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America Alone, by Stefan Halper & Jonathan Clarke

By an everyday book reader
March 1, 2007

Used wisely, America's immense military power can preserve freedom but used unwisely, it can fracture global stability. Stefan Halper and Jonathan Clarke argue, that as long as neo-conservative radicals dominate the nation's national security process, fracture is more likely.

Assuming our nation will see increasing threats in the future, this book is important because it identifies the factions and agendas involved.

America Alone: The Neo-Conservatives and the Global Order
by Stefan Halper, Jonathan ClarkeBook Picture

Softcover: 384 pages
ISBN: 9780521674607, 0521674603
Cambridge University Press
September 2006

This book advocates an alternative approach based on a return to the mainstream principles that have successfully guided American diplomacy for half a century.

"An in-depth survey of the intellectual development of neo-conservative thought over the last quarter century. Whether or not you agree with the book's conclusions, it is a must-read for anyone interested in the making of U.S. foreign policy in the 21st century." - The Honorable C. Boyden Gray, White House General Counsel to President George H. W. Bush, 1988-1992

"America Alone is a sobering critique of U.S. foreign policy by two very serious conservatives. What makes their book so powerful is that their conclusion appears to be right." - Washington Times

"Halper and Clarke document in detail the origins, history, near disappearance, and recent ascension of the neoconservative 'interest group' in dominating the decisions and discourse surrounding US foreign policy decision-making since the 9-11 terrorist attacks." - E.A. Turpen, Henry L. Stimson Center, CHOICE

"[The authors] have done the near-impossible... they offer convincing, powerful, new insights on a crucial and widely-discussed development in America's relations with the world. The book is fair-minded... fascinating... full of valuable guidance for the next phase in U.S. foreign policy. Its analysis is the more trenchant for coming from two bona fide conservatives." - James Fallows, National Correspondent, The Atlantic Monthly

"Its thesis is that an unelected group of right-wing intellectuals have taken over U.S. foreign policy, to the detriment of the United States and the world as a whole." - Providence Journal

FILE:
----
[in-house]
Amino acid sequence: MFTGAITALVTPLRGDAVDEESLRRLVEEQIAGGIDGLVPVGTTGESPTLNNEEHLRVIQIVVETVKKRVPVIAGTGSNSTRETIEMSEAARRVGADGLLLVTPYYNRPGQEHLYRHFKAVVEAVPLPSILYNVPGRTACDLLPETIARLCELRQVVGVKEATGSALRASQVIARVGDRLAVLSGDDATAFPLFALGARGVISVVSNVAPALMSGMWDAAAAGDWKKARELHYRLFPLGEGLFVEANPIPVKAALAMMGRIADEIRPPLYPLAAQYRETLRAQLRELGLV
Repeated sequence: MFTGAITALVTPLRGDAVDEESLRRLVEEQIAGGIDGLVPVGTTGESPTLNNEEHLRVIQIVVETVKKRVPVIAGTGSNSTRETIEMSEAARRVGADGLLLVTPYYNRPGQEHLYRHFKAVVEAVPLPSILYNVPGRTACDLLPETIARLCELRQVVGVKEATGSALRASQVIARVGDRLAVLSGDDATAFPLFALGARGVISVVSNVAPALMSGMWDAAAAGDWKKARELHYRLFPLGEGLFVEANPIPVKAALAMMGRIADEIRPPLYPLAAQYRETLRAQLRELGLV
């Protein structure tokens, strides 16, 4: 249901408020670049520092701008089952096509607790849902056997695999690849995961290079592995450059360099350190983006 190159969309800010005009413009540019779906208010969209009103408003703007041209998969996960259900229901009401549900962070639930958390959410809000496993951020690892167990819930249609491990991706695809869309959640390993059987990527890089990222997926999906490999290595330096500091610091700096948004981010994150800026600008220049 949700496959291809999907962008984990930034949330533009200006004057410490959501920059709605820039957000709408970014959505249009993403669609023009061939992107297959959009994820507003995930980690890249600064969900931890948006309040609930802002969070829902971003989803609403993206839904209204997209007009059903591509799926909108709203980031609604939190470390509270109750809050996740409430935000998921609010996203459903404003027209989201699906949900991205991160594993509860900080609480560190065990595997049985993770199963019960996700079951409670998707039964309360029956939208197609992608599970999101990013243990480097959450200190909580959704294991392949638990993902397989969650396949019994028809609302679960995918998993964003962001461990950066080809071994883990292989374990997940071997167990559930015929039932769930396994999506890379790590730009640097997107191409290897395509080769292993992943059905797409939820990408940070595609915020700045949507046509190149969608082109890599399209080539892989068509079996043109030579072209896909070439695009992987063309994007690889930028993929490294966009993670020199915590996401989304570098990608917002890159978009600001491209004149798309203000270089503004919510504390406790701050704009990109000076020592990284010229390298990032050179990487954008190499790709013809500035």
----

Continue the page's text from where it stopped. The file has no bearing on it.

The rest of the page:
"[This] thoughtful, insightful work spans ideological and partisan differences, a rare phenomenon in these times... the argument never has been put together so persuasively, so conclusively and so effectively." - Washington Post

Stefan Halper is a Fellow of Magdalene College, University of Cambridge, and a Senior Fellow of the Centre of International Studies, where he directs the Donner Atlantic Studies Programme. He holds a B.A. from Stanford and doctorates from Oxford and Cambridge Universities. He was a White House and State Department official during the Nixon, Ford, and Reagan administrations. For twelve years he was executive editor and host of the weekly radio program This Week from Washington and then was executive editor and host of WorldWise, a weekly television program on foreign affairs. He has made contributions to numerous print media including the American Spectator, Chicago Tribune, Christian Science Monitor, Dallas Morning News, The International Wall Street Journal, Los Angeles Times, National Interest, National Review, Wall Street Journal, Washington Post, Washington Times, and Weekly Standard. Dr Halper is senior editor at the Cambridge Review of International Affairs and a Contributing Editor at the American Spectator. He is the co-editor of Latin America: The Dynamics of Social Change. Jonathan Clarke is a Foreign Affairs Scholar at the CATO Institute in Washington, D.C. He received a B.A. and an M.A. from Oxford University and has also been a Counselor, British Diplomatic Service, with assignments in Germany, Zimbabwe and the United States. He is the author of After the Crusade: American Foreign Policy for the Post-Superpower Age and has made numerous contributions to various forms of print media, including Foreign Affairs, Foreign Policy, Los Angeles Times, National Interest, Orbis, and the Washington Post.

"This book dissects the American neo-conservatives and their ideology. It traces their intellectual and political connections; their rise to influence and then to power in Washington and passes judgment on their effects on US domestic politics and US foreign policy. You do not need to agree with the authors' every word to find this powerful critique of an important contemporary stream in American thinking enlightening and thought provoking." - Dame Pauline Neville Jones, Former Political Director of the British Foreign Office

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This page contains only one entry posted to Everyday Citizen on March 1, 2007 12:40 PM.

The blog post previous to it is titled "Doing Democracy, by Bill Moyer"

The post that follows this one is titled "Diminished Democracy, by Theda Skocpol"

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